Wednesday, December 30, 2009

A whole host -- and hostess -- of problems

Posted By on Wed, Dec 30, 2009 at 2:14 PM

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Diana Monarrez is a hostess with the mostest
​If you've worked in the restaurant industry for any length of time, you've probably done a stint as a host or hostess in a dining room, a job distinctly more difficult than it may appear. My friend Lorraine calls the job "working the book," since juggling the requirements and demands of the reservation book is no simple task. Like everything connected with the hosting duties -- particularly in very busy corporate restaurants -- it can be stressful, even slightly dangerous (I've known hosts and hostesses who were threatened by angry diners). To say the very least: it's a job that looks so effortless, but involves a lot more than just greeting the patrons, although that's one of the most important tasks and one that a lot of young men and women in the business today utterly disregard.

"The host or hostess immediately sets the tone for the entire evening," says my friend Truman, a 25-year veteran of the restaurant business. "If you step into a restaurant and you're not immediately greeted warmly by the person at the front desk or -- even worse -- met with a frosty reception or haughtiness, your mood is soured right away. It can take a good server the rest of the night to turn that perception around."

A friend of mine who recently took a second job working as a host in one of the Plaza's busiest dining venues was stunned by what he's learned working behind the hostess desk. He assumed the job would be relatively simple. You greet guests and show them to their tables, right?

"Now that we're in the hectic holiday season," he says, "we're quoting long waits, sometimes three hours for a table for two. I've had customers throw pagers at my head, been called an 'untrained caveman,' told that I was a liar, blamed for the crankiness of children forced to wait hungry in the lobby for three hours."

Now wait right there! I've complained for years about the cruelty -- by selfish parents, not restaurateurs -- of agreeing to wait more than 15 minutes at any restaurant with small children in tow. I promise you: No restaurant experience is worth that kind of extended wait. There are plenty of other alternatives, even on a busy Saturday night. And the needs of the children should always trump those of their sometimes thoughtless parents. They should be seated and fed as quickly as possible.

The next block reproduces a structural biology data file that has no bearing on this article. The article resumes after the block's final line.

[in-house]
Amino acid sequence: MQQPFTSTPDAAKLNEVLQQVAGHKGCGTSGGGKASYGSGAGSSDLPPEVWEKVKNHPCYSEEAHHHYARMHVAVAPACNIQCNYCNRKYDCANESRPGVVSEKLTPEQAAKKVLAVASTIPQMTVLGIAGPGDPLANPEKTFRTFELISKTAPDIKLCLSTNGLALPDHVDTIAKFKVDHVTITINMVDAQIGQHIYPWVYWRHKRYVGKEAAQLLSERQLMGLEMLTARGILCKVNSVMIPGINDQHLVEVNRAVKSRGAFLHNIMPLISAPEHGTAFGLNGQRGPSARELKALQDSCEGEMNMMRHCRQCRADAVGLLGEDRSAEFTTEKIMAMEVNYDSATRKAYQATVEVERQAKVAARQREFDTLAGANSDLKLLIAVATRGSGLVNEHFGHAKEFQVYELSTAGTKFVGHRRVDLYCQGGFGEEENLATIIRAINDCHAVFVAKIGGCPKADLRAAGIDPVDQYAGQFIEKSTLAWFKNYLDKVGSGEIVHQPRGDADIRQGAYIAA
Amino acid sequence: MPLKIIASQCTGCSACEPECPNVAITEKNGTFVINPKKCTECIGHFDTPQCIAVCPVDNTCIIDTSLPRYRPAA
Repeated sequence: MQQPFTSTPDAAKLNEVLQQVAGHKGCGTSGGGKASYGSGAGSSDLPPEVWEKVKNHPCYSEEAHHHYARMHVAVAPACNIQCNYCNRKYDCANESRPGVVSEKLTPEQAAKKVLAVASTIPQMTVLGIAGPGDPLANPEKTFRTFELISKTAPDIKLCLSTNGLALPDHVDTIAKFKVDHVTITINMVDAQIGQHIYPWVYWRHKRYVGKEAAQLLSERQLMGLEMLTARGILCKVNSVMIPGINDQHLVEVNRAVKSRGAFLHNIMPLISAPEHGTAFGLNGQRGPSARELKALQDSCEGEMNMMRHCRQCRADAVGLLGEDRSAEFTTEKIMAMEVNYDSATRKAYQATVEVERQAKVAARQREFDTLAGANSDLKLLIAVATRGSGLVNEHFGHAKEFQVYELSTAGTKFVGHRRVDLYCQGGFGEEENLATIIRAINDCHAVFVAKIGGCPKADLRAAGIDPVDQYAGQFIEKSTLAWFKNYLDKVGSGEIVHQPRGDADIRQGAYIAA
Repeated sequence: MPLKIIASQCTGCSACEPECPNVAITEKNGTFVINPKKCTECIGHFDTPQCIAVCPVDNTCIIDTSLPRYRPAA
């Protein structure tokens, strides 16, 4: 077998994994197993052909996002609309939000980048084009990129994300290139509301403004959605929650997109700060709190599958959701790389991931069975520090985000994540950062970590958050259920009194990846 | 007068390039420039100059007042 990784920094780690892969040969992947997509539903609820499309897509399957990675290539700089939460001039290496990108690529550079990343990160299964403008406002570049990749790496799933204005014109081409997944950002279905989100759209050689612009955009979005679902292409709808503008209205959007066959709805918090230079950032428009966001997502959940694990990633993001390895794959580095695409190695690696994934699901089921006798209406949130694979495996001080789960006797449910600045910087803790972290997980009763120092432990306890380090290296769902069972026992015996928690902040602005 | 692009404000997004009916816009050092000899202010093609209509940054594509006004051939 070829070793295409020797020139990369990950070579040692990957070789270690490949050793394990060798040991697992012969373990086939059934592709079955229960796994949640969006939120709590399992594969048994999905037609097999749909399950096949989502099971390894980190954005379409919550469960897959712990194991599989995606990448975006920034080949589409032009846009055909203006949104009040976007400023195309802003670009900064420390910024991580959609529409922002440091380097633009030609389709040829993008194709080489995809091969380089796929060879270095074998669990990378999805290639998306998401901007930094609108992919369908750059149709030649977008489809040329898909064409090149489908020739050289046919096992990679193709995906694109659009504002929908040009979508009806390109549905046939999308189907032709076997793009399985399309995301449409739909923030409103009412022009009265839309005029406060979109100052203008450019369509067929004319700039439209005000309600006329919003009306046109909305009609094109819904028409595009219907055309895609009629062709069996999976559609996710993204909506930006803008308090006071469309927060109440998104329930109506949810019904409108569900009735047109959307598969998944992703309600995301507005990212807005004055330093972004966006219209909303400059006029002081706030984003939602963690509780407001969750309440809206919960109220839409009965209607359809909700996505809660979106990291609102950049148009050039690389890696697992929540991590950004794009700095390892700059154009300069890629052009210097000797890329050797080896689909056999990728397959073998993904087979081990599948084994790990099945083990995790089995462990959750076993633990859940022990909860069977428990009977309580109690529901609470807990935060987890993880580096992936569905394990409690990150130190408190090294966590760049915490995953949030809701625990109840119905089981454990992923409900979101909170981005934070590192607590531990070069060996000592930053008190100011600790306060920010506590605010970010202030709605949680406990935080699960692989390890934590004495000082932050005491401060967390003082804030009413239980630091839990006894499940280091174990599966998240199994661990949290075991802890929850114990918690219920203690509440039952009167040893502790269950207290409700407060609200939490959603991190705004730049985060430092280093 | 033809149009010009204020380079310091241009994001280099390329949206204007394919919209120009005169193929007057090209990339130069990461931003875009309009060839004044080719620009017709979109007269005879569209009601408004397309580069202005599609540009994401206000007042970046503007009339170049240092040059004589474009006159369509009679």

And as for patrons abusing a host or hostess -- pagers tossed at their heads? -- what kind of manager permits that? That customer should have been escorted right out of the place, preferably in handcuffs!

Admittedly, I've been tempted to toss something (a matchbook, maybe) at a rude host or hostess over the years, especially the really dizzy ones who don't even bother looking for a name in the reservation book or commit the crime that most diners abhor: looking out over an empty dining room as they announce, "We don't have a table ready -- would you mind waiting in the bar?"

"In situations like that, the hostesses and hosts haven't been trained," says veteran manager Joe Wilcox. "But even with training, a person either gets it or they don't. There's an art to hosting in restaurants. It requires a very unique skill set: to be calm under pressure, always warm and engaging, to understand the dynamics of the dining room and to acknowledge the customers immediately. No exceptions. If I see a host or hostess standing at the front texting his or her friends, I know I'm going to have a big problem. The customer always comes first."

That also goes for the younger hostesses and hosts who won't end a personal phone call when a patron is standing there waiting to be acknowledged. I can't count the number of times I've experienced that and, even more annoying, complained to a manager only to receive a dazed expression as if I were harping on an insignificant detail. Insignificant? I cross that restaurant off of my list forever. If I'm a guest in your establishment, please treat me like one.


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